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Joyce Lankester Brisley is probably best known for her Milly Molly Mandy stories, which even though they were old fashioned when I was a child, I loved, and which must continue being loved down the generations because they are still in print, and as far as I am aware, have never been out of print since their first publication.


Marigold in Godmother’s House was written after the success of the Milly Molly Mandy books, and has a lot of the same elements that make you fall in love with Milly Molly Mandy, but also some very delightful differences.

Firstly, in terms of similarities there are the gorgeous illustrations by the author. She illustrated all her own books, drawing beautifully detailed pen and ink pictures that are absolutely of the time in which she was writing. They are a hymn to the Nineteen Thirties, particularly in the style of the hair and dresses the little girls in her books wear.  What I also find fascinating about both her stories and her illustrations is that because she writes about rural life, which at that point had not changed too much from the way it had been for centuries, and her stories feature characters from different generations of the family you also get a glimpse of Edwardian mothers and even Victorian grandmothers in terms of their clothes and hair. The settings are also depicted beautifully. Nobody drives motorcars, either travelling by train or horse and cart or bus. Everything is so perfectly dated and it gives such a charm to the books.

Secondly there are some similarities between the heroine of this book, Marigold, and Milly Molly Mandy, although for those of you who have read the stories, Marigold looks a lot like Little Friend Susan. Like Milly Molly Mandy, Marigold is family oriented, well brought up and obedient and yet has a quietly adventurous streak that makes her interesting to read about and not a tedious milksop.

Unlike Milly Molly Mandy, Marigold is only featured here with her mother and her godmother and not a huge, extended family. Marigold’s mother is lucky enough to know a real fairy godmother, and of course, she must have her as Marigold’s own godmother. When Marigold is old enough to go visiting on her own, she is invited to her godmother’s house for a short stay, and this is the story of that holiday.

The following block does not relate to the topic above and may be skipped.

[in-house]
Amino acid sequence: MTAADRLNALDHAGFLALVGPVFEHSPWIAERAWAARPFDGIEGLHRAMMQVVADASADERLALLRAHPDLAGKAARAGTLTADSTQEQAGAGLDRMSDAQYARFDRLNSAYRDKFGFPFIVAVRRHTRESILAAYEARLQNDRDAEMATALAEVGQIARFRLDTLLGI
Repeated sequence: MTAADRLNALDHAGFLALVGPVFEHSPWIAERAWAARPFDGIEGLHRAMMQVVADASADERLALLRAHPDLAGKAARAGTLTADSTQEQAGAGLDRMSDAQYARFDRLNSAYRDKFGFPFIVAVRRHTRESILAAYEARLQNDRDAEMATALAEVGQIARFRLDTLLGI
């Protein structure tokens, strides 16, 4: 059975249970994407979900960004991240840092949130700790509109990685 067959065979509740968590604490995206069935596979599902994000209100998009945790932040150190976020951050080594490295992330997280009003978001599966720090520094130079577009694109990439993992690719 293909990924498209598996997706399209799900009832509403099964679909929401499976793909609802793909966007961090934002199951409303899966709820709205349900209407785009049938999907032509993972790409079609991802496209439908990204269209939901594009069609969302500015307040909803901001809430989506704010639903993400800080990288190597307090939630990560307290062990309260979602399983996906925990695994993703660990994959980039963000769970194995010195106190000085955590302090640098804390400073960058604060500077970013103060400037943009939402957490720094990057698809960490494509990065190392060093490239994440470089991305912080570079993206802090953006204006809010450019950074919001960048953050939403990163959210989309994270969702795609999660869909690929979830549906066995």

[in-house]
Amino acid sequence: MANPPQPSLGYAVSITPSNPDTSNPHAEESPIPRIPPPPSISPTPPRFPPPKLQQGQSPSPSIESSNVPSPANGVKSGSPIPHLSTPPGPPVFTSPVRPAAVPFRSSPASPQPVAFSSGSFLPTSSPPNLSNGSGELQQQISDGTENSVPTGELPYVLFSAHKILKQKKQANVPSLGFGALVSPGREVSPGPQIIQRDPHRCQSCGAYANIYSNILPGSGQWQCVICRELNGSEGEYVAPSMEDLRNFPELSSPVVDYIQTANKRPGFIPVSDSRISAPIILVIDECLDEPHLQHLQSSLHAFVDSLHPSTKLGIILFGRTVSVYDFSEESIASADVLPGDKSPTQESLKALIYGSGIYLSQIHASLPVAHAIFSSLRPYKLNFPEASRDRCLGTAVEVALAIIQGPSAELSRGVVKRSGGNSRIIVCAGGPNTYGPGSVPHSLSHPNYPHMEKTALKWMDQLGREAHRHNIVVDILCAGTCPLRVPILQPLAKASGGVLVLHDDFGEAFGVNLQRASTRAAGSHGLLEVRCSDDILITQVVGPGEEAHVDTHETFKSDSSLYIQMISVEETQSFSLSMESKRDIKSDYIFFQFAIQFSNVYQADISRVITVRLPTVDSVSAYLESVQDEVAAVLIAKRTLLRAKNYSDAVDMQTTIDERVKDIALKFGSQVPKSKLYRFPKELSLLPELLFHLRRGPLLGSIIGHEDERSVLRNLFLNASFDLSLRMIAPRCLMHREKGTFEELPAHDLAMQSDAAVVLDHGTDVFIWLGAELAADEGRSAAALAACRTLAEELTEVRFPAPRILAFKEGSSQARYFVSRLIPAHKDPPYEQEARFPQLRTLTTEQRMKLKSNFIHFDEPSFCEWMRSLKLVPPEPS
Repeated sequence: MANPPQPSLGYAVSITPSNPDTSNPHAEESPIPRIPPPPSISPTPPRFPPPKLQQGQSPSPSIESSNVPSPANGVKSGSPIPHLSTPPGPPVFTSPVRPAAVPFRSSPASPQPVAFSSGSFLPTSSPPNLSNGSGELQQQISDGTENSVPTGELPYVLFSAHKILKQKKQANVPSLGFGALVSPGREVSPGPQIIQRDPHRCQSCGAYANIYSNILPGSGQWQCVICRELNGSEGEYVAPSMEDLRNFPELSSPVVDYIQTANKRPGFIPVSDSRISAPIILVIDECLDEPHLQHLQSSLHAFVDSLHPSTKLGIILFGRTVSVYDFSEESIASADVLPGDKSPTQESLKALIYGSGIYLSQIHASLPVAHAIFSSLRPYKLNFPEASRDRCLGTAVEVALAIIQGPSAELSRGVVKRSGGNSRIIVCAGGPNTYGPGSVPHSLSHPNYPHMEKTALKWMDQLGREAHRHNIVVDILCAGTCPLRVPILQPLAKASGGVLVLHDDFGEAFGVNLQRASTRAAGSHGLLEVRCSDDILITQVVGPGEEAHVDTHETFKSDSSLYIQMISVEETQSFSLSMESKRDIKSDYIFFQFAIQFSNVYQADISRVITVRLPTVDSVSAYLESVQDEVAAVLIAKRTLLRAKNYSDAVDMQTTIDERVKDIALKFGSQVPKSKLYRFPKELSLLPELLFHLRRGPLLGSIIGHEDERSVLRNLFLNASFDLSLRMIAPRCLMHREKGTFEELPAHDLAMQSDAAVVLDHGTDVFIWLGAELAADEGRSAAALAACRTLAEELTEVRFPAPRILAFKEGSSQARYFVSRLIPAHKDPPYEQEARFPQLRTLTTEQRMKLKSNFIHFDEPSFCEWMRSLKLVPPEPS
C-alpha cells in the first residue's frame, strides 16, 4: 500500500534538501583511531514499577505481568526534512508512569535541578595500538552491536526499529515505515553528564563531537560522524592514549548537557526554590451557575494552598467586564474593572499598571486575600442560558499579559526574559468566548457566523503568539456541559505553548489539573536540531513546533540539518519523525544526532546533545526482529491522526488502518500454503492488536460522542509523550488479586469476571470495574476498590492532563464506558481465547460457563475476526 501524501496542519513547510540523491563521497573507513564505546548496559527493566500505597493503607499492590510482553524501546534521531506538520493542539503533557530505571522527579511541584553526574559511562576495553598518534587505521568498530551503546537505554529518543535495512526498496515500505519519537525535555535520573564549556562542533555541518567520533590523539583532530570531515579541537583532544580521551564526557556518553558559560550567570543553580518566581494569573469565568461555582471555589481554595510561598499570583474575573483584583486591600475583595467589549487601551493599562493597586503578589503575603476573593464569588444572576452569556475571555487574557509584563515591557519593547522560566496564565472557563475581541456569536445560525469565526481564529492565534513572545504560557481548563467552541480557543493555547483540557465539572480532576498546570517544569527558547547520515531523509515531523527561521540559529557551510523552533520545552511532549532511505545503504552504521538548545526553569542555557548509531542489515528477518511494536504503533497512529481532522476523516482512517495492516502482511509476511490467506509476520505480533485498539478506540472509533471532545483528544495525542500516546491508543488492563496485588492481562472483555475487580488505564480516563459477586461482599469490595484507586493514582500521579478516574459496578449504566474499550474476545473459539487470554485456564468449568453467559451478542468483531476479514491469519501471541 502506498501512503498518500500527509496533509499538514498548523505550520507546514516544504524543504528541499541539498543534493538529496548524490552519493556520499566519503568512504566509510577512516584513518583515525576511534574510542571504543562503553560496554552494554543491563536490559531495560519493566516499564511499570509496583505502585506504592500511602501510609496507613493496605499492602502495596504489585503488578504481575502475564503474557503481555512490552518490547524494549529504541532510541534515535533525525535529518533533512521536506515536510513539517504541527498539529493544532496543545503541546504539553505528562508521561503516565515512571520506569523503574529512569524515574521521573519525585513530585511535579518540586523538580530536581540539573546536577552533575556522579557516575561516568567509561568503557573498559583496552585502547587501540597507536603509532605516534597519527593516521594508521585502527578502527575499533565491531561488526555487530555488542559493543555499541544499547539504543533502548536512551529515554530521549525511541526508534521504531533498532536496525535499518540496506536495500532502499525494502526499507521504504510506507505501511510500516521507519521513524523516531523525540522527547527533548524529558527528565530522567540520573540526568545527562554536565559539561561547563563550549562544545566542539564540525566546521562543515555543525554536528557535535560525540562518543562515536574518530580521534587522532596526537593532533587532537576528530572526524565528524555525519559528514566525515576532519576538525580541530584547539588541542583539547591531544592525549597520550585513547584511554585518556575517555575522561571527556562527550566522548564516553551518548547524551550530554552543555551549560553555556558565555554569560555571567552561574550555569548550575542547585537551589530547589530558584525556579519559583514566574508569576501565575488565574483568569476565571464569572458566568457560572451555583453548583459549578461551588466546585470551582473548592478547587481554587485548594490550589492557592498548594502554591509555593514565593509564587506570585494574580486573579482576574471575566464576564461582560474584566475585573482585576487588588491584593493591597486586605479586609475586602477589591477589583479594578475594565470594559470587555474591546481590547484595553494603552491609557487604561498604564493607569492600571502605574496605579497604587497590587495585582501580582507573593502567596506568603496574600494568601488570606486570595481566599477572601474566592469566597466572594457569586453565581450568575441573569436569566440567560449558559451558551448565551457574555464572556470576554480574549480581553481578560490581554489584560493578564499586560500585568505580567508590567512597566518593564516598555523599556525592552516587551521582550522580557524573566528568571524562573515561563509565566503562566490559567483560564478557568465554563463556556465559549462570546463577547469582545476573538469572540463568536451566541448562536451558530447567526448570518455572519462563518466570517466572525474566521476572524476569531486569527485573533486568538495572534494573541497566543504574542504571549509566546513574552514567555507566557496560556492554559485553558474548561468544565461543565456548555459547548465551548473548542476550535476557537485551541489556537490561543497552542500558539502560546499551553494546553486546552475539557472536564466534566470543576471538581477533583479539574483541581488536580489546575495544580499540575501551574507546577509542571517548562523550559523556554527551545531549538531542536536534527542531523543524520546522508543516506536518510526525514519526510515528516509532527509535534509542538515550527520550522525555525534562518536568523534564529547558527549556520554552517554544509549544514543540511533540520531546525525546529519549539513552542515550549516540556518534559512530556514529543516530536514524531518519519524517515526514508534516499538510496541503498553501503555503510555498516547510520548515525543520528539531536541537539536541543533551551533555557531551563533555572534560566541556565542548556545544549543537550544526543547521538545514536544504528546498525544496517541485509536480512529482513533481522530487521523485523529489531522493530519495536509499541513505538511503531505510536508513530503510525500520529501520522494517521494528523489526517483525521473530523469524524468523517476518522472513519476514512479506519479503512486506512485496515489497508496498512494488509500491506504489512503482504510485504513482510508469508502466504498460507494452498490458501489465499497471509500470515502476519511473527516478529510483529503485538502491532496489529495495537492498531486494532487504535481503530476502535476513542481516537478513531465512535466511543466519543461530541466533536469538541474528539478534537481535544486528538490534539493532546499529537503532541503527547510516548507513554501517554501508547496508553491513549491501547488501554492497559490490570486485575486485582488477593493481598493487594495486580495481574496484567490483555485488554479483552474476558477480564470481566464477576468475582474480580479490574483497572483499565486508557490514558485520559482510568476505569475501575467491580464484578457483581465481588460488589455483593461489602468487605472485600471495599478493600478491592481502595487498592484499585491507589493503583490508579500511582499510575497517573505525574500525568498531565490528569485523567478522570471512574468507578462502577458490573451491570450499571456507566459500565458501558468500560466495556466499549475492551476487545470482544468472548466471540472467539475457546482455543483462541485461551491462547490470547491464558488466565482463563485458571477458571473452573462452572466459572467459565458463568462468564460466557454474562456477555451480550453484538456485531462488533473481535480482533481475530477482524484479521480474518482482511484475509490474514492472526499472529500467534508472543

Her godmother’s house looks a lot like Milly Molly Mandy’s house, and Marigold’s room, although magically decked out in her namesake flowers, does remind me of the little room in the attic that Milly Molly Mandy’s family make just for her. There are the same sweet touches of thoughtful attention running through both books to the detriment of neither.

Marigold has been told by her mother that she must be obedient no matter what, and although she does not want to go to bed early, eat her porridge or practice her musical scales on the piano, she reminds herself that she must do as she is told. The lovely thing is that when she does all of these things, they become miniature magical adventures which feature Marigold as the heroine and star of the piece and allow her to explore the magical world of her godmother’s making. I particularly liked the fact that none of the household, including the godmother actually refer overtly to any kind of magic, and act as if it is a normal household in which normal things happen. It allows both Marigold and the reader to have a cocoon of specially for them magic drawn about them and gives the book so much of its charm.

This is a short, beautifully written, subtly nuanced piece of writing which deserves much more recognition than it has had up to now. I rather loved it, and found its gentle manners and whimsical magic perfect. It would make a wonderful story to share over a few nights at bed time, or a great transitional or chapter book for a confident reader who may already have been beguiled by Milly Molly Mandy and want more of the same. It is sweet and clever and I wish I had read it as a child because I know I would have read it over and over again, hoping that I would one day find my own godmother’s house.

I recommend it for girls aged 6-10.

The book currently seems to be out of print, and the link I have provided is to a very expensive second hand copy on Amazon. My copy however, is a very recent edition published by Jane Nissen books, and if you would like a copy, a bit of judicious hunting around might bag you one at considerably less cost.